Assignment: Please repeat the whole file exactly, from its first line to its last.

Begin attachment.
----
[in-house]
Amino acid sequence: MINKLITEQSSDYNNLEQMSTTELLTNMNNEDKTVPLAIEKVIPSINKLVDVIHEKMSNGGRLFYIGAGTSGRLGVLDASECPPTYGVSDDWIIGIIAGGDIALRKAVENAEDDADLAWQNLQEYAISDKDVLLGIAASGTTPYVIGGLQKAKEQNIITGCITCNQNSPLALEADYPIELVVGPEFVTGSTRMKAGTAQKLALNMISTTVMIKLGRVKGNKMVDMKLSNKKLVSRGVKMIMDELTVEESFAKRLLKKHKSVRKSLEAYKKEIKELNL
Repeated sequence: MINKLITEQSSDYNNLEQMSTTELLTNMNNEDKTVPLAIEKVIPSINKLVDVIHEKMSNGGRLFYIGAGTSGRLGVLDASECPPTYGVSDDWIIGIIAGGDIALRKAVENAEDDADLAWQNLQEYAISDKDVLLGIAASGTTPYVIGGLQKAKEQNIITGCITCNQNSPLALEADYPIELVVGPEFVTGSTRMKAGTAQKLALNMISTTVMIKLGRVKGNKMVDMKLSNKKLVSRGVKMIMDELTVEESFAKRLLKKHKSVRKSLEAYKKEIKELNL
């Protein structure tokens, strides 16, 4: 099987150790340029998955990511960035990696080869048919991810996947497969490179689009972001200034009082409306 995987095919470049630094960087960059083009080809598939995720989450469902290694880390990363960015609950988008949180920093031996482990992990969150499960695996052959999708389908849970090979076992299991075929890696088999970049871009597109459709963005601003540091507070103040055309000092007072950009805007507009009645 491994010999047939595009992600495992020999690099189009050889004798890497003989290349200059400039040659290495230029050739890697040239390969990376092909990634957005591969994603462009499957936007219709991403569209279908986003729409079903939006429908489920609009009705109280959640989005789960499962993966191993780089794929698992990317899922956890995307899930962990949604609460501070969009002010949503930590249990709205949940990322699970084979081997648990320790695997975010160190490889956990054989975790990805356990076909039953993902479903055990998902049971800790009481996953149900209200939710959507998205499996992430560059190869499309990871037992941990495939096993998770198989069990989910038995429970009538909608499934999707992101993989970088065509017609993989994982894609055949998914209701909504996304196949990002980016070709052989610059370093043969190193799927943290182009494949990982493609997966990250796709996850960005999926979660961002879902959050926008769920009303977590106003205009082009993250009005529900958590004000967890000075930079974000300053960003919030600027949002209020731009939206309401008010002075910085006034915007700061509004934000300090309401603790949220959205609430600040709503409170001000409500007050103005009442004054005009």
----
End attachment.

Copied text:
[in-house]
Amino acid sequence: MINKLITEQSSDYNNLEQMSTTELLTNMNNEDKTVPLAIEKVIPSINKLVDVIHEKMSNGGRLFYIGAGTSGRLGVLDASECPPTYGVSDDWIIGIIAGGDIALRKAVENAEDDADLAWQNLQEYAISDKDVLLGIAASGTTPYVIGGLQKAKEQNIITGCITCNQNSPLALEADYPIELVVGPEFVTGSTRMKAGTAQKLALNMISTTVMIKLGRVKGNKMVDMKLSNKKLVSRGVKMIMDELTVEESFAKRLLKKHKSVRKSLEAYKKEIKELNL
Repeated sequence: MINKLITEQSSDYNNLEQMSTTELLTNMNNEDKTVPLAIEKVIPSINKLVDVIHEKMSNGGRLFYIGAGTSGRLGVLDASECPPTYGVSDDWIIGIIAGGDIALRKAVENAEDDADLAWQNLQEYAISDKDVLLGIAASGTTPYVIGGLQKAKEQNIITGCITCNQNSPLALEADYPIELVVGPEFVTGSTRMKAGTAQKLALNMISTTVMIKLGRVKGNKMVDMKLSNKKLVSRGVKMIMDELTVEESFAKRLLKKHKSVRKSLEAYKKEIKELNL
């Protein structure tokens, strides 16, 4: 099987150790340029998955990511960035990696080869048919991810996947497969490179689009972001200034009082409306 995987095919470049630094960087960059083009080809598939995720989450469902290694880390990363960015609950988008949180920093031996482990992990969150499960695996052959999708389908849970090979076992299991075929890696088999970049871009597109459709963005601003540091507070103040055309000092007072950009805007507009009645 491994010999047939595009992600495992020999690099189009050889004798890497003989290349200059400039040659290495230029050739890697040239390969990376092909990634957005591969994603462009499957936007219709991403569209279908986003729409079903939006429908489920609009009705109280959640989005789960499962993966191993780089794929698992990317899922956890995307899930962990949604609460501070969009002010949503930590249990709205949940990322699970084979081997648990320790695997975010160190490889956990054989975790990805356990076909039953993902479903055990998902049971800790009481996953149900209200939710959507998205499996992430560059190869499309990871037992941990495939096993998770198989069990989910038995429970009538909608499934999707992101993989970088065509017609993989994982894609055949998914209701909504996304196949990002980016070709052989610059370093043969190193799927943290182009494949990982493609997966990250796709996850960005999926979660961002879902959050926008769920009303977590106003205009082009993250009005529900958590004000967890000075930079974000300053960003919030600027949002209020731009939206309401008010002075910085006034915007700061509004934000300090309401603790949220959205609430600040709503409170001000409500007050103005009442004054005009």